ROME/TRIPOLI (Reuters) - Italy wants Libya’s coastguard to take responsibility within three years for intercepting migrants across about a tenth of the Mediterranean even as Libyan crews struggle to patrol their own coast and are accused of making deadly mistakes at sea.
Six years after the revolution that overthrew Muammar Gaddafi, Libya is split between rival governments in the east and west while ports and beaches are largely in the hands of armed groups.
Migrant smuggling has flourished, with more than 600,000 making the perilous journey across the central Mediterranean in four years. Migrants transiting through Libya often endure appalling conditions, including rape, torture and forced labour.
The Italian plan, outlined in a slide presentation seen by Reuters, shows that Italy and the European Union are focusing on rebuilding Libya’s navy and coastguard so they can stop boats. But aid groups say the Libyans are poorly trained and accuse them of mishandling a rescue last month in which some 50 people are thought to have died.
The Libyans return all migrants, including refugees, to Libya even though the situation on the ground there is far from resolved. Italy has been coordinating rescues off the Libyan coast since 2013.
The 30 slides show spending of 44 million euros ($52 million) to expand Libya’s capacity by 2020, equipping the coastguard and enabling it to establish its own rescue coordination centre as well as a vast maritime search-and-rescue region. It also foresees a pilot project for monitoring Libya’s southern border. The project draws on European Union and Italian funds, and needs EU approval.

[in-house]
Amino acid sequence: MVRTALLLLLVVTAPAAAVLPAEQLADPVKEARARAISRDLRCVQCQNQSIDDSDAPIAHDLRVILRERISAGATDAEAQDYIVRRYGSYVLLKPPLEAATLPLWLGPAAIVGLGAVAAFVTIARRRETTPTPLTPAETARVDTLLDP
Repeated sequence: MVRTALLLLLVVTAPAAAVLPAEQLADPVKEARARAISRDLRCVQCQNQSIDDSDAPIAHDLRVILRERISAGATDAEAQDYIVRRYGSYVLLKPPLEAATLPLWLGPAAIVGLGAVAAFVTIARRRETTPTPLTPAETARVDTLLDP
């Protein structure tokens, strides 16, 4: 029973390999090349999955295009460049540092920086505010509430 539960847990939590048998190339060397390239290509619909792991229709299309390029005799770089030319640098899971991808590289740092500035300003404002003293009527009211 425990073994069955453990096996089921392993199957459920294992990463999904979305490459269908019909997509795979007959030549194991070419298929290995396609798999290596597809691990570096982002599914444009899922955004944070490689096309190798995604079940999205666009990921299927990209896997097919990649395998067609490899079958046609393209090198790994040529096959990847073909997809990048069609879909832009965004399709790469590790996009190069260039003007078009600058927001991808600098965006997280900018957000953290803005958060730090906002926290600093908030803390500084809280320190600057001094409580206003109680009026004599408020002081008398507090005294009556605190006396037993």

The plan was presented by the Italian coastguard at a conference hosted by the EU’s anti-trafficking mission, Sophia, in Rome last month. Representatives from the EU, non-governmental groups and various Mediterranean navies and coastguards attended the closed-door presentation, said a source who was present.
Libya’s coastguard has already been pushing further into international waters, often firing warning shots or speeding close to charity boats. Over the summer, three charities abandoned rescue operations in part because of fears of the increasing Libyan sea presence.